Laura Aversano, we learn in the Publisher’s Preface, is “a plant empath, a voice of the ancients, a window into the soul of the world. … [Plants] speak to her [and] seem to clamor for her attention. … She hears them and converses with them. She receives their wisdom and recites it simply, without adornment, for your benefit” (p. xii).
The wisdom Aversano gives us in this book is primarily from the tribal nations of the Blue Ridge Mountains in western North Carolina. Both these ancient tribal people and people today are Earth Keepers, those who listen to Mother Nature and do ceremonies and rituals to heal the earth and work on behalf of humanity. Earth Keeper wisdom is presented in the early chapters of the book. It concerns calling in the spirits and each person’s “spirit walk” upon the earth. Aversano tells us about dreams and visions, about the mystical properties of rain, about animal medicine, and about the meanings of the four directions of the medicine wheel. Sidebars in these early chapters give us not only Native American wisdom, but also a sonnet by Edna St. Vincent Millay, quotations from Malidoma Somé and Samuel Taylor Coleridge, a verse by Alexander Pope, and Proverbs 3:19 from the Bible. Wisdom is not culture-specific.
As interesting as these chapters are, however, there is one troublesome issue. As she writes about generic “man” and the “animal and other kingdoms,” the author falls into the trap of hierarchy. The Creator is on top, then “man,” then the animal kingdom, then the plant kingdom below. The author points out that “man” “owes respect” to the four-leggeds and that “humans receive their energy from the animal kingdom in the lower realms of nature. … The animal spirit,” she writes, “is meant to bridge the world for humans to enter into alternate realities” and “every human is protected by the lower forms of nature that reside in the spirit world” (p. 18). While it may not be necessary to be politically correct all the time, in today’s world, many readers prefer a vocabulary that talks about the entire human race and about realms that do not have kings. We who practice pagan spirituality—we who “worship the ground we walk on”—understand that everything is connected and works together in the on-going creation of the world, and if we talk about a “ruler,” the language is only metaphorical, as when we say that Venus “rules” love.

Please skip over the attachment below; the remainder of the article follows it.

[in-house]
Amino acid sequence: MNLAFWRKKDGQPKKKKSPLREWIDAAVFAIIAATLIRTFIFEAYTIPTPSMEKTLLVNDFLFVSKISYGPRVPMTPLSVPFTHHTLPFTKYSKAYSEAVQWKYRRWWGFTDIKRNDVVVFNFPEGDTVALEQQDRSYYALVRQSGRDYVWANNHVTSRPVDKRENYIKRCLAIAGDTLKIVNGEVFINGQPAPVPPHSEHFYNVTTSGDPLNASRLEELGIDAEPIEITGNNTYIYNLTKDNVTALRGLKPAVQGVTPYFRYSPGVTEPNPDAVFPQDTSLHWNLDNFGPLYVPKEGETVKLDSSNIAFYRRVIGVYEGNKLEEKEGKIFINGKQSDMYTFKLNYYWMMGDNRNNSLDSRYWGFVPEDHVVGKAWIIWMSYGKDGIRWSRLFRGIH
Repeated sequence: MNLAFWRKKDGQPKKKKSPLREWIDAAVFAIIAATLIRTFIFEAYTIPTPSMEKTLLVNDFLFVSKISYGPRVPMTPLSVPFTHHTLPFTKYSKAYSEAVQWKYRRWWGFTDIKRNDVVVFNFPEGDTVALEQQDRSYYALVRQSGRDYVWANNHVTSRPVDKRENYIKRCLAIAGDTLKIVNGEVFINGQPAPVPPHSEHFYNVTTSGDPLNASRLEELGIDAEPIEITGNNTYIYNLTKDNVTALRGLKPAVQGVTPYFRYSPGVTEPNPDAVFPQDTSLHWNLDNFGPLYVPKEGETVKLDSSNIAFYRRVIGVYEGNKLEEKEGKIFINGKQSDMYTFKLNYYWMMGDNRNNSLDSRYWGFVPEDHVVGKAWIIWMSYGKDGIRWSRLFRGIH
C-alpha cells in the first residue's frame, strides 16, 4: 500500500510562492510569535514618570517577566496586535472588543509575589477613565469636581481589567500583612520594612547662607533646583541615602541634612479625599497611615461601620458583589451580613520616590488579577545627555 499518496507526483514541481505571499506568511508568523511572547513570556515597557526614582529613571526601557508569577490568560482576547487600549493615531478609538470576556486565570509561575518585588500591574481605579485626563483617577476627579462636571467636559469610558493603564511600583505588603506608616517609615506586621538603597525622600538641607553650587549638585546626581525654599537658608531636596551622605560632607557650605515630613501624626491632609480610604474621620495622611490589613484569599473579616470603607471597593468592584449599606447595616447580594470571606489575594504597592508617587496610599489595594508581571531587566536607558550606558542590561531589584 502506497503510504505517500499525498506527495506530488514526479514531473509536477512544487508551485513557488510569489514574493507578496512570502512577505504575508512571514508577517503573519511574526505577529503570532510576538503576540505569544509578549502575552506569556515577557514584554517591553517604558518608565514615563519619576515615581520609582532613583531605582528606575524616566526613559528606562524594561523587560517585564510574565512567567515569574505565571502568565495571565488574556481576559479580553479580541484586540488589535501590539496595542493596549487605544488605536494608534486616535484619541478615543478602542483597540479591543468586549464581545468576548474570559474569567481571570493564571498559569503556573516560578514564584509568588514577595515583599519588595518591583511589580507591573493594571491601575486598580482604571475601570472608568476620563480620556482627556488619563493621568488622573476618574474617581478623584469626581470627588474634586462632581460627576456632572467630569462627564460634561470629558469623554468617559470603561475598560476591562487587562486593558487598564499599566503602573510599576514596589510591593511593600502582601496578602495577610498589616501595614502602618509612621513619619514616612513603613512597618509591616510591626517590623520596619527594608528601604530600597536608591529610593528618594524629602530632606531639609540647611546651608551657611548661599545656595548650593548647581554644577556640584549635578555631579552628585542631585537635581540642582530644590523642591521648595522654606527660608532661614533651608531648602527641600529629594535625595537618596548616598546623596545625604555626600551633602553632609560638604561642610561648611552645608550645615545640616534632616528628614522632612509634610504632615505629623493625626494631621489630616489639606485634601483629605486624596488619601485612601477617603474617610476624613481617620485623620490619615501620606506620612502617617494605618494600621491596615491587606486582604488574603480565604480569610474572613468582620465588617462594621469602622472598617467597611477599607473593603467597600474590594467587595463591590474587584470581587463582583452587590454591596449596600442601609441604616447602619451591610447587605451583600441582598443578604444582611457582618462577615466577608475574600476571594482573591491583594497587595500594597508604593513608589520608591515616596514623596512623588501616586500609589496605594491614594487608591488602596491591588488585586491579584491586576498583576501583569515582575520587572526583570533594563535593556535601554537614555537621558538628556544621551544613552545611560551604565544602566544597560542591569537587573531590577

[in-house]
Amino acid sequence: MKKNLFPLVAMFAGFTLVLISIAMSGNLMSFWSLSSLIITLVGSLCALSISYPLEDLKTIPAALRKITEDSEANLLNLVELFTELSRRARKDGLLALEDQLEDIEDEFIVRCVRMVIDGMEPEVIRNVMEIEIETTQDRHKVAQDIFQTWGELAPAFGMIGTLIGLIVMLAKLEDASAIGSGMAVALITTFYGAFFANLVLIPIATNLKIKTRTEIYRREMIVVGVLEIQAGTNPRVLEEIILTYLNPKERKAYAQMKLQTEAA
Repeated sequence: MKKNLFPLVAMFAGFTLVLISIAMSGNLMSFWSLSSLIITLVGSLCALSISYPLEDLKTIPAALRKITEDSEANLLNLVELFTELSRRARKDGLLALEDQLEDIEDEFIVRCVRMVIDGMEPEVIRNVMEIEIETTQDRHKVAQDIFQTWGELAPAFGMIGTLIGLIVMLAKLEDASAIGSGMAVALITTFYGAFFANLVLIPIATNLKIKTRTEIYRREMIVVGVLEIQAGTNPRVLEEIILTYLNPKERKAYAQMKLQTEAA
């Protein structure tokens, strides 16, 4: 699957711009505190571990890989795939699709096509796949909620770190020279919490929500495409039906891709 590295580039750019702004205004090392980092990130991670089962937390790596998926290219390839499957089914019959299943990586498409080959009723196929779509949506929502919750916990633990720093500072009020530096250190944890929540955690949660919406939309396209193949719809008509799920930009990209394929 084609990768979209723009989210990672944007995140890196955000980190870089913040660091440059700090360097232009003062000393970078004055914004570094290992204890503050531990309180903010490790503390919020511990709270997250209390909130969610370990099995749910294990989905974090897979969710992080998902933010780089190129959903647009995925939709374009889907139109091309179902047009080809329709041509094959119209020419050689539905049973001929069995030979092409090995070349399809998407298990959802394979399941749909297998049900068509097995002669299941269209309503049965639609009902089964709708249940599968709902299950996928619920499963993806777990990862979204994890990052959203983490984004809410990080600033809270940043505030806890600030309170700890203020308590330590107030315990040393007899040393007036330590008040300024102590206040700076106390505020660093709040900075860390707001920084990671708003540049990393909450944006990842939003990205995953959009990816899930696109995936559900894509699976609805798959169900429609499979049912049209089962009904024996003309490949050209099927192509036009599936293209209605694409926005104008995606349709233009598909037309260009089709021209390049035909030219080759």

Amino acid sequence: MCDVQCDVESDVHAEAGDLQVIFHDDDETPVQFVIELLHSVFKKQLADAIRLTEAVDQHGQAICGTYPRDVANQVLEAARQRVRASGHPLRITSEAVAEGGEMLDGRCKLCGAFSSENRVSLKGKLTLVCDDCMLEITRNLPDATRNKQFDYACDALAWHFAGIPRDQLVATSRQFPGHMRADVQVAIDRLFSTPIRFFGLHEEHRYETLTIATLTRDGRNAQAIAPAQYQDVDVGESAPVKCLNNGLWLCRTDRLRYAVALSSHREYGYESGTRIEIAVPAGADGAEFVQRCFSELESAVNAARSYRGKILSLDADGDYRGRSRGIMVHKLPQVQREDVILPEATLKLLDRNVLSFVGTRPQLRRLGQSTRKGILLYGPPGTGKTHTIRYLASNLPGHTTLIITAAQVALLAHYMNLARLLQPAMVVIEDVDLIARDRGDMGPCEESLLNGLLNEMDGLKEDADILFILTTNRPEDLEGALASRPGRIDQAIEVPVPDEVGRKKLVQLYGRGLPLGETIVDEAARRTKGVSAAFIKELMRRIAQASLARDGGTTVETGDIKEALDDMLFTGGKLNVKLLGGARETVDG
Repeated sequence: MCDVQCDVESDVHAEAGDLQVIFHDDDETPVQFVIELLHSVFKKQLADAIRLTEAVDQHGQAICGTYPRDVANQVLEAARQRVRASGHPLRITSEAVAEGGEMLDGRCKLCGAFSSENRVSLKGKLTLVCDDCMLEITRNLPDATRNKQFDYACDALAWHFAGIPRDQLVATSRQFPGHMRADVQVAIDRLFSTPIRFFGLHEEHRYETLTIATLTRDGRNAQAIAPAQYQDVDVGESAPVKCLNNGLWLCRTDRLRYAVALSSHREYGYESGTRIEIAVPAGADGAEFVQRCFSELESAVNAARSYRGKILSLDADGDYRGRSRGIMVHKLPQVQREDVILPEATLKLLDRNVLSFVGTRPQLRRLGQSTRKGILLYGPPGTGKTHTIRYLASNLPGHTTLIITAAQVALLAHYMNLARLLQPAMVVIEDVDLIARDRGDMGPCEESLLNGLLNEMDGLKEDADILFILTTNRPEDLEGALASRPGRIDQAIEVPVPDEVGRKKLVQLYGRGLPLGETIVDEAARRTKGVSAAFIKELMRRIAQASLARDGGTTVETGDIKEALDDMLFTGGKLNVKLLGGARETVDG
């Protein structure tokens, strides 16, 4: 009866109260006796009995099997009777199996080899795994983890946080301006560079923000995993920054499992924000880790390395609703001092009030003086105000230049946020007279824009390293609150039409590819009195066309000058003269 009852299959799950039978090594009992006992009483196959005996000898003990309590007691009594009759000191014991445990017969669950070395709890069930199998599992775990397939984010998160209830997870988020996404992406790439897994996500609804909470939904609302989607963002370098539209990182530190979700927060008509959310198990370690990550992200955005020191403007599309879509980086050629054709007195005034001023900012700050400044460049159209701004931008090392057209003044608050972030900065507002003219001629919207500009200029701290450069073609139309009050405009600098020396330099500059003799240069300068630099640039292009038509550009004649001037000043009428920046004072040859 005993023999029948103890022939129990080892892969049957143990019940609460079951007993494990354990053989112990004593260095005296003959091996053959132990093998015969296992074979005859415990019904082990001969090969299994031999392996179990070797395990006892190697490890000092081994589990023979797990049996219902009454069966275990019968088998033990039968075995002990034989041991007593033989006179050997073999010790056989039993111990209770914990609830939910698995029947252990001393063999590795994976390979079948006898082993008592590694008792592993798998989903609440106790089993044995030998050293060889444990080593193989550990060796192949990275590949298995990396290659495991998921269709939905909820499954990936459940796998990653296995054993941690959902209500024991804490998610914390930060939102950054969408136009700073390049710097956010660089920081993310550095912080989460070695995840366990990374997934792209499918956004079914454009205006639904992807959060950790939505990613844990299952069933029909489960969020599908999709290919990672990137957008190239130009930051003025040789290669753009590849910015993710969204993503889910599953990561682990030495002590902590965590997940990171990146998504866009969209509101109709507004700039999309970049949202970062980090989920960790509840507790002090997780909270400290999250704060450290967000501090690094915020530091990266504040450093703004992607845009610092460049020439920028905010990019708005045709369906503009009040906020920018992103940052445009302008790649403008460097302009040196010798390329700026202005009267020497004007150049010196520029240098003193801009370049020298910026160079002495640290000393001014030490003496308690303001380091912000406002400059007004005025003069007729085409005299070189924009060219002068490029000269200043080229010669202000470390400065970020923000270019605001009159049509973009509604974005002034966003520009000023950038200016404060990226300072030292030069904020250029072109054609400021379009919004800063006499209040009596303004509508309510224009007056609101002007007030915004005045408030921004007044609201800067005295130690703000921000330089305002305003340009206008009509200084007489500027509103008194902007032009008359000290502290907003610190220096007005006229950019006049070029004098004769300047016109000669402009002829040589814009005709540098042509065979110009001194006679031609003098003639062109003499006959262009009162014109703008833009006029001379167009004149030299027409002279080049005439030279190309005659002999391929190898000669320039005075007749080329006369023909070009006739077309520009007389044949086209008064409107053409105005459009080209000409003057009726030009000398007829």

In chapters 5 through 41, we learn about the divine nature of plants and plant spirits and their healing properties. There is an index of physical healing properties with topics from Adrenals to Yeast Infections, and an index of spiritual and emotional properties with topics from Abandonment to Worry. As in the popular herbal books, there are color plates and each plant is also illustrated with a nice black and white photograph and its Latin name is given. Aversano also opens each chapter with a brief plant spirit prayer (“Oh, gentle angel [of lavender] with light of spirit, come dance upon me. Wrap your wings around my soul and send unto my heart the light you hold” p. 116) and her own experience with the plant. Her vision of lavender is a young mother sitting in a sunny garden and nursing her child. The mother places a sprig of lavender in the child’s hair “and the two of them become bathed in this effervescent lavender light.” Next come paragraphs on the spiritual and emotional properties of the plant (“Call upon [lavender] when you are healing from a broken heart. … It aligns the heart chakras of partners for eternity [and] is nourishing for one’s energy field” p. 118). Finally, the author gives physical healing properties. Lavender tonifies the lymphatic system, soothes sinus inflammation, helps to heal minor burns, strengthen the kidneys and other glands, and alleviates the discomfort of indigestion and menstrual bloating.
This is an interesting book with a nice metaphysical tone and helpful information on how to use plants and their spirits for both physical and spiritual healing.
~review by Barbara Ardinger, Ph.D.
Author: Laura Aversano
Swan-Raven & Co., 2002